Back in Ohio, sister Ida started her family a bit earlier, marrying Thomas Moreland in 1889, at age 16. Their first child, a daughter, was born the following year. They named her Bessie. Now, Bessie marries a Harry Baxter Coleman in 1909, at age 19. They make their home at that time in Carrol County. Their first — and only — child, according to my records and those of extended family, is born about a year after their wedding. They name him Robert Coleman. He’s the young boy pictured with four generations of mothers, above.
Now, we don’t know much about Harry Coleman’s family. And I suppose it would be possible for Ida’s son-in-law’s brother to want to send her a portrait of himself, if indeed his name happens to also be Carl Coleman. But wouldn’t it be more likely — and doesn’t the evidence we’ve gathered so far suggest — that Ida’s nephew Karl Coleman, son of Rachel, would share this portrait? So far, I’ve turned up no other Karl Colemans in the immediate — or extended — family tree.
Well, that ends my long tangent on another unknown. Here’s what we do know of Rachel’s son Karl’s life, reported in his obituary, from the Dover (Ohio) Daily Reporter:
DEATH TAKES CARL COLEMAN
Popular Young Man Dies After Illness of One Year —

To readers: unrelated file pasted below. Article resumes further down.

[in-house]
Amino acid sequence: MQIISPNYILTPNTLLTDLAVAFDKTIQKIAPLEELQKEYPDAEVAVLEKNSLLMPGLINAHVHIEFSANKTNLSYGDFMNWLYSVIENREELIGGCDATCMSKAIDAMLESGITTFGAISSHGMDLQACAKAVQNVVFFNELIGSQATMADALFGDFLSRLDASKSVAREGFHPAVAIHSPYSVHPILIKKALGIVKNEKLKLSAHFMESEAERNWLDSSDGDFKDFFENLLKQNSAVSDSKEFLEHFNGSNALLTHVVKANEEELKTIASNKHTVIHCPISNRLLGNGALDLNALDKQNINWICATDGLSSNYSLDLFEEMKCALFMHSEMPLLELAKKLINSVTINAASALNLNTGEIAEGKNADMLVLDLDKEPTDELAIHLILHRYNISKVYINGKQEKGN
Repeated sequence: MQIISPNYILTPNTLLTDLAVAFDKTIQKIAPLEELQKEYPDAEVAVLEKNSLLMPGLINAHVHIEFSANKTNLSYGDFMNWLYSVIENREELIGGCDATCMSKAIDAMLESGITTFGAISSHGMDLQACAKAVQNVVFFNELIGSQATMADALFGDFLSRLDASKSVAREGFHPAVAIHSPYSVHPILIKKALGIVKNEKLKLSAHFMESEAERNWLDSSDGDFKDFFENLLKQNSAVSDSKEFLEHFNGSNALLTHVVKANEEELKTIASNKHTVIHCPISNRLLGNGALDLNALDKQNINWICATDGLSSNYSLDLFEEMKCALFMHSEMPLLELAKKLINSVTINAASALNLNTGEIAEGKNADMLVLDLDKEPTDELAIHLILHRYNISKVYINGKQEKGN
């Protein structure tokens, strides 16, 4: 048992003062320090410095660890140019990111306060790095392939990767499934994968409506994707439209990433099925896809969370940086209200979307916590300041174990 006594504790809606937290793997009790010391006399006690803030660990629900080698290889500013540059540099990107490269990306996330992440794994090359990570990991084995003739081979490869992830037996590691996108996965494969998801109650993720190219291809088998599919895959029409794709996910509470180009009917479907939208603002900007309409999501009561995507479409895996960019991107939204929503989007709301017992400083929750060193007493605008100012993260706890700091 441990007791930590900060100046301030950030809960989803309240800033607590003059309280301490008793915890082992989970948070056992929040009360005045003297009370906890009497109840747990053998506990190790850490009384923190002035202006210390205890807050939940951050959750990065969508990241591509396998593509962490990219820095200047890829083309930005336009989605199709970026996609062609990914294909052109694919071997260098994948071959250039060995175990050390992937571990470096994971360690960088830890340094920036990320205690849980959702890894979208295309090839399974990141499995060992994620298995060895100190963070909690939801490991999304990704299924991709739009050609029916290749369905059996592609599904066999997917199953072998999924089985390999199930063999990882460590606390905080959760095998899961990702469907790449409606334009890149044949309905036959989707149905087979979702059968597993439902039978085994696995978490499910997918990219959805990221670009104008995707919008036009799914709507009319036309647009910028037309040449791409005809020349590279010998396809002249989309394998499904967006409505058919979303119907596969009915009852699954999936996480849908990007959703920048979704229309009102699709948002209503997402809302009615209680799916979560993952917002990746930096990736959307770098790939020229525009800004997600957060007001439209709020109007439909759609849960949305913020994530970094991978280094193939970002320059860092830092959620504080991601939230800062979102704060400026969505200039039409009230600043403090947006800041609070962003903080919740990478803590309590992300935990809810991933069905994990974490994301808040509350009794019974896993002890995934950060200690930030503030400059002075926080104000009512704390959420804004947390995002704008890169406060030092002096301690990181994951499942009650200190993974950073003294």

Dies at Home of Vance Foutz
Carl Coleman, 21, died at 12:30… this afternoon at the home of Mr. and Mrs. Vance Foutz… of tuberculosis after an illness of a year, during the last six weeks of which he had been bedfast.
Mr. Coleman worked for two years prior to his illness at the Woolworth Store in this city. He was a member of Grace Lutheran Church and of the Lutheran Brotherhood and was a popular young man with a wide circle of friends.
He was born in Pennsylvania and was a resident here for a number of years. He is survived by his father, William Coleman… this city; and by one brother, Frank Coleman, this city; and one sister, Blanche Coleman, of Sherrodsville; and one half-brother, Clifford Coleman, of Homestead, Pa.
Funeral arrangements have not yet been made.
This death came March 23, 1915. As I’ve noted previously, this was in a spring where Vance’s oldest brother, Sherman, also would die of tuberculosis, in April, and his mother, Rebecca would die following a stroke in May.
What the obituary confirms is Carl’s birth in Pennsylvania, his father and the names of two siblings and one half-sibling.
What it lacks in detail — and frustratingly so — is news of his mother and one other sister, Bessie (yes, another Bessie Coleman), born 1906 in Dover.
The main conclusion I can draw, since the obituary only lists survivors, and does not note those who “preceded him in death”, is that Rachel, and Karl’s sister, Bessie, are dead by 1915. Neither sister — Blanche nor Bessie — appears on the 1910 census which lists William, Karl and Frank among Vance Foutz’s Dover household. That Blanche lives in Sherrodsville by 1915 could mean that after Rachel died (if she died prior to 1915), she could have been sent to live with relatives there, or elsewhere. By 1915 Blanche would be 18, and could be on her own. We have only possibilities, no certainties. And Sherman Moreland’s journal suggests still other possibilities.
The Remembrances of Sherman Moreland
According to distant cousin Dawn, Sherman Moreland’s journals total about 340 pages of script, and will likely comprise 100 or so typed pages when her transcription is complete.